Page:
Monday, 10 December 2007

Coup

The National Intelligence Estimate which has considerably relieved the strain on Iran’s nuclear program was not entirely new. While IAEO Director General Mohamed ElBaradei wrote in October 2007 that there is no evidence that Iran was working actively to build nuclear weapons, largely confirming NIE, Seymour Hersh reported already one year ago about clandestine results of the C.I.A. activities which were perceived in the White House with hostility. He wrote in The New Yorker on November 27, 2006 (!):

“The Administration’s planning for a military attack on Iran was made far more complicated earlier this fall by a highly classified draft assessment by the C.I.A. challenging the White House’s assumptions about how close Iran might be to building a nuclear bomb. The C.I.A. found no conclusive evidence, as yet, of a secret Iranian nuclear-weapons program running parallel to the civilian operations that Iran has declared to the International Atomic Energy Agency. (The C.I.A. declined to comment on this story.)
The C.I.A.’s analysis, which has been circulated to other agencies for comment, was based on technical intelligence collected by overhead satellites, and on other empirical evidence, such as measurements of the radioactivity of water samples and smoke plumes from factories and power plants. Additional data have been gathered, intelligence sources told me, by high-tech (and highly classified) radioactivity-detection devices that clandestine American and Israeli agents placed near suspected nuclear-weapons facilities inside Iran in the past year or so. No significant amounts of radioactivity were found.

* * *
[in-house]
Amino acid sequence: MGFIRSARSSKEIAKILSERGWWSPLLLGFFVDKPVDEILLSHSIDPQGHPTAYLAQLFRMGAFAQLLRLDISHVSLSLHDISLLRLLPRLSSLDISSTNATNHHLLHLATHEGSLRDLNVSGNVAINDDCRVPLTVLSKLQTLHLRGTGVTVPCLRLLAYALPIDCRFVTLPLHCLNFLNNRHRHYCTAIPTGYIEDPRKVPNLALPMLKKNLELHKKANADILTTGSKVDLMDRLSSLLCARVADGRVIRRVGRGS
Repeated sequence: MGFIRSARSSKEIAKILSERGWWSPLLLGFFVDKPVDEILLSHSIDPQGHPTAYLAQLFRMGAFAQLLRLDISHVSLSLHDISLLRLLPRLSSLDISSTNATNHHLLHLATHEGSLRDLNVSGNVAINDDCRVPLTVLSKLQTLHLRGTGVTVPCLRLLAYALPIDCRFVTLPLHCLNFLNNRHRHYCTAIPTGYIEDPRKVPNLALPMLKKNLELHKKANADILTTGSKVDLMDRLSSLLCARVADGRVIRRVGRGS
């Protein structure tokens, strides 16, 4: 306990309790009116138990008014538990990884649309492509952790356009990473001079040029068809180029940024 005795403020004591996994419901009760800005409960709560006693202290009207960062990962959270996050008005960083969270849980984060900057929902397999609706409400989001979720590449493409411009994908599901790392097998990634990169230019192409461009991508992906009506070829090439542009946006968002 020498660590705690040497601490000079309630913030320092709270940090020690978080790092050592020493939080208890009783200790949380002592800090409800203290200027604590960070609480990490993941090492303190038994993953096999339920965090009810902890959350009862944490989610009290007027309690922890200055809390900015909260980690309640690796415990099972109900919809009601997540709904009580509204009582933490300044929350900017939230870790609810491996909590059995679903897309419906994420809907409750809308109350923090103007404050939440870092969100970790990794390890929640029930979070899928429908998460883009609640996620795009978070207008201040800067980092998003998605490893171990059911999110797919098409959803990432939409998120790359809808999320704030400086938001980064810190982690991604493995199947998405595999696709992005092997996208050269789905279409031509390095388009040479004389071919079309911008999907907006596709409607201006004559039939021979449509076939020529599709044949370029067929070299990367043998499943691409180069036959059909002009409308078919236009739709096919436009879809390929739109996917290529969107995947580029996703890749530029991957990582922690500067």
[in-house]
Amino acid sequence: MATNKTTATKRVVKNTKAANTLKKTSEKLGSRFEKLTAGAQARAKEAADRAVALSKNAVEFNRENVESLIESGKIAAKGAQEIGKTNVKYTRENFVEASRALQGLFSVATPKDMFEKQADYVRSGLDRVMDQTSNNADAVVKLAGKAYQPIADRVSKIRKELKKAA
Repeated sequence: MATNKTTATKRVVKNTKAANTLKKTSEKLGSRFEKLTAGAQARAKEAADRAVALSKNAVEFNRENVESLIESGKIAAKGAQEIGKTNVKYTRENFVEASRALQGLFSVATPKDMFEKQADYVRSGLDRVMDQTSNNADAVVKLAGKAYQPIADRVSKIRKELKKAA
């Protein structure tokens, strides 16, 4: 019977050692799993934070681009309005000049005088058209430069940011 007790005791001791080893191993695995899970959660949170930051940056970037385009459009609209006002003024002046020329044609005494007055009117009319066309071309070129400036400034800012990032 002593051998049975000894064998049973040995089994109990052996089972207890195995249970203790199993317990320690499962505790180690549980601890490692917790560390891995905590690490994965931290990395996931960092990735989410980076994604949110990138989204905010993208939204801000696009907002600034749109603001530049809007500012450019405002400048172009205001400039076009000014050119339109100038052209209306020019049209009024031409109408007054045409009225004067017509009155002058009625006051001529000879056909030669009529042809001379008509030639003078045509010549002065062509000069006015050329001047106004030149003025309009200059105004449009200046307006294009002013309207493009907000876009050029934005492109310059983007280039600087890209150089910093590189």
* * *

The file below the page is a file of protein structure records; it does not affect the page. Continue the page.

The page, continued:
A current senior intelligence official confirmed the existence of the C.I.A. analysis, and told me that the White House had been hostile to it.”

Bush was not delighted or so. He was annoyed. The article was published a week after Hersh's interview with CNN, where he mentioned the secret C.I.A. report.

So, the same evidence or lack of it was present in late autumn 2006, but preparations for war went on. Several aircraft carriers were located in the Arabian Gulf, and warmongering rhetoric culminated in October. When I left Kuwait in May, I felt the situation being at least as or even more dangerous in the Middle East as just before the Iraq war in 2003.

Hersh asked, in his article in The New Yorker, the question: Is a damaged Administration less likely to attack Iran, or more? The damage for the US Administration is now even greater. An imminent attack of Iran, that is the general appraisal in Monday morning’s newspapers, has become rather unlikely.

Irony of history has it that the former U.S. Ambassador to the United Nations, John Bolton, talks about a “quasi-Putsch” of the intelligence. Fifty-four years after Operation Ajax.

No comments: